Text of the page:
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University of Iowa News Release

 

Oct. 2, 2009

UI reopens historic IMU footbridge

This morning the University of Iowa officially reopened the 85-year-old Iowa Memorial Union footbridge, the riverfront sidewalks and River Park, which have been closed since the June 2008 flood. [A ribbon-cutting ceremony scheduled for this morning was canceled because of the weather forecast.]

The reopening actually marks the completion of three interconnected projects: railing repairs, rewiring, complete replacement of the footbridge's steel deck and installation of a protective membrane to protect the deck against corrosion; installation of a new, high-pressure steam line that will provide the east and west campuses with backup heating and cooling in case of future flooding; and replacement of the damaged sidewalks that run along the Iowa River.

In spring 2010, the UI will install new, energy-efficient light fixtures on the footbridge that match the existing lighting and preserve the structure's historic architecture.

"Although there are other UI facilities that have been more prominent in public discussions about our campus renewal, one of the most commonly asked questions in the past year has been, 'When is the IMU footbridge reopening?'" UI President Sally Mason said. "We are delighted that this important pedestrian walkway is returning to our campus life, connecting the east and west sides and connecting the university community back to the Iowa River."

Don Guckert, associate vice president and director of Facilities Management, said the UI used the opportunity of the footbridge repairs to make other improvements that will help protect the campus in the event of future flooding.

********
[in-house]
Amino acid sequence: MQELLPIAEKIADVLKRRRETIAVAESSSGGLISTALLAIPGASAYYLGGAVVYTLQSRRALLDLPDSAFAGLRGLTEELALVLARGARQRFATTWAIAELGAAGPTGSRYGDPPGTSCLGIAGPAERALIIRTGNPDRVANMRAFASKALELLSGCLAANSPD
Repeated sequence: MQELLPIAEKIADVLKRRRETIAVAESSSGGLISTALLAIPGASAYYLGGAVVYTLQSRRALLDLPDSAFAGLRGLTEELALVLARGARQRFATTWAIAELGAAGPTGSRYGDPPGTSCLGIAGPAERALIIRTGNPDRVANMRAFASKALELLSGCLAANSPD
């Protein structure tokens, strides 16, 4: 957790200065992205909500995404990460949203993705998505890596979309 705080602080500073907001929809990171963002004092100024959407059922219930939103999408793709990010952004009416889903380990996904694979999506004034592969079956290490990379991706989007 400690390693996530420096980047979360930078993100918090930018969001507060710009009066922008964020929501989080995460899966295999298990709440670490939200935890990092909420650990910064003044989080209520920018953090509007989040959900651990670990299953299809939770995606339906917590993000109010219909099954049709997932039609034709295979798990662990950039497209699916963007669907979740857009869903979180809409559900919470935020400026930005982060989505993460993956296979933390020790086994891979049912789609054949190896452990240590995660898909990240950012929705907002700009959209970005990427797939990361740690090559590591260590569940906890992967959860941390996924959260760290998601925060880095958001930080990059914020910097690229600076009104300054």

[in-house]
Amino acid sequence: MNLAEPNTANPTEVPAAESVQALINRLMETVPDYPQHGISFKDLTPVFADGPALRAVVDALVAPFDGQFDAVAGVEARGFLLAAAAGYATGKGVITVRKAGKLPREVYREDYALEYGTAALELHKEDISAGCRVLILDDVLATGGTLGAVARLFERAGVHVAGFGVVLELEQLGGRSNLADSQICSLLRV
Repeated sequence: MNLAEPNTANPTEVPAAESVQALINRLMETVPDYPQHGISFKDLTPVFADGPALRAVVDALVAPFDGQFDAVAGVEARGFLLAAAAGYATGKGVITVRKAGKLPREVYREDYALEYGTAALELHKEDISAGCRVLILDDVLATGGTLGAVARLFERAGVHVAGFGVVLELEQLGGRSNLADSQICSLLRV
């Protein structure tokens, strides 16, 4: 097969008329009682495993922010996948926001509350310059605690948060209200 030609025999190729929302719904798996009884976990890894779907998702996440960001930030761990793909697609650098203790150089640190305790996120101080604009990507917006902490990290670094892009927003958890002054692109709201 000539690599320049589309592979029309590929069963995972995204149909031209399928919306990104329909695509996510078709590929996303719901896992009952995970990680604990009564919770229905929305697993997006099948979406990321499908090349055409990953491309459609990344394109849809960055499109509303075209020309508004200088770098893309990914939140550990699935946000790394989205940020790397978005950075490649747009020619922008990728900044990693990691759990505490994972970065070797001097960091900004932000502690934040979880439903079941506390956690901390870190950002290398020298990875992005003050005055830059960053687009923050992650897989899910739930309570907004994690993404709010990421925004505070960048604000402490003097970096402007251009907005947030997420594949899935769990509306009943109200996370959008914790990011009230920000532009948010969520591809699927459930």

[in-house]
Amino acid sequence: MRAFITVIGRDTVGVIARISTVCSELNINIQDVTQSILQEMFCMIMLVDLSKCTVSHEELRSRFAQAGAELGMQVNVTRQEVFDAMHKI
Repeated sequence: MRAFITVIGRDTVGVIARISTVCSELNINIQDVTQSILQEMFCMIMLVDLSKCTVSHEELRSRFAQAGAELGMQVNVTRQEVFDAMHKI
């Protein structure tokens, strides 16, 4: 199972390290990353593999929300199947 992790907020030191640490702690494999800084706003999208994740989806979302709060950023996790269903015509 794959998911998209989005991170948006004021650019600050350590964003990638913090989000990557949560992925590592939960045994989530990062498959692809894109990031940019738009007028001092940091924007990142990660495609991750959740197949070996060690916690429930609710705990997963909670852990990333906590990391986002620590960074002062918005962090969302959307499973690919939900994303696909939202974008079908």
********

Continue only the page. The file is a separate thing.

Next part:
"In addition to providing a critical connection to both sides of the river, this bridge provides an additional measure of protection against the type of risks we experienced with last year's flood," Guckert said. "The first phase of this bridge reconstruction included the installation of a larger steam line connection. This vital link provides redundancies to the steam line crossings at the Burlington Bridge and Dam. Our goal is to never again lose the steam service that is essential to our academic, research, housing, and other vital operations, especially the University of Iowa Hospitals and Clinics.

"As stewards of the landscaped environment, Facilities Management is pleased to return to service one of our more prized campus physical features and the pathways that traverse the campus on both sides of this river," Guckert added.

While the walkways are open, Guckert said work continues to restore bank erosion and rebuild the sidewalk system to further mitigate against flooding.

Design of the footbridge is credited to George Horner, a former university architect and planner who was instrumental in the creation of the arts campus. The last time the bridge's deck was replaced was 1980.

David Grady, associate vice president and director of University Life Centers, said the reopening of the footbridge is important for both practical -- and symbolic -- reasons. He relayed the story of a UI alumnus who once told Grady that after a dance at the IMU he and his girlfriend went for stroll across the bridge. When they reached the other side, the man proposed.

"When we talked, he told me they had been married almost 50 years," Grady said. "To him the IMU footbridge is a bridge to love and lifelong companionship. To students who use the bridge to travel from their residences and from class to class, the bridge is a bridge to learning and engagement. For faculty and staff who use the bridge to get to their office, get to classrooms, go meet with colleagues, it is a bridge to discovery, teaching and collaboration. And for the university, the IMU footbridge is a bridge to hope, recovery and the future -- a symbol of a renewed, revitalized campus."

STORY SOURCE: University of Iowa News Services, 300 Plaza Centre One, Suite 371, Iowa City, Iowa 52242-2500

MEDIA CONTACT: Stephen J. Pradarelli, 319-384-0007, stephen-pradarelli@uiowa.edu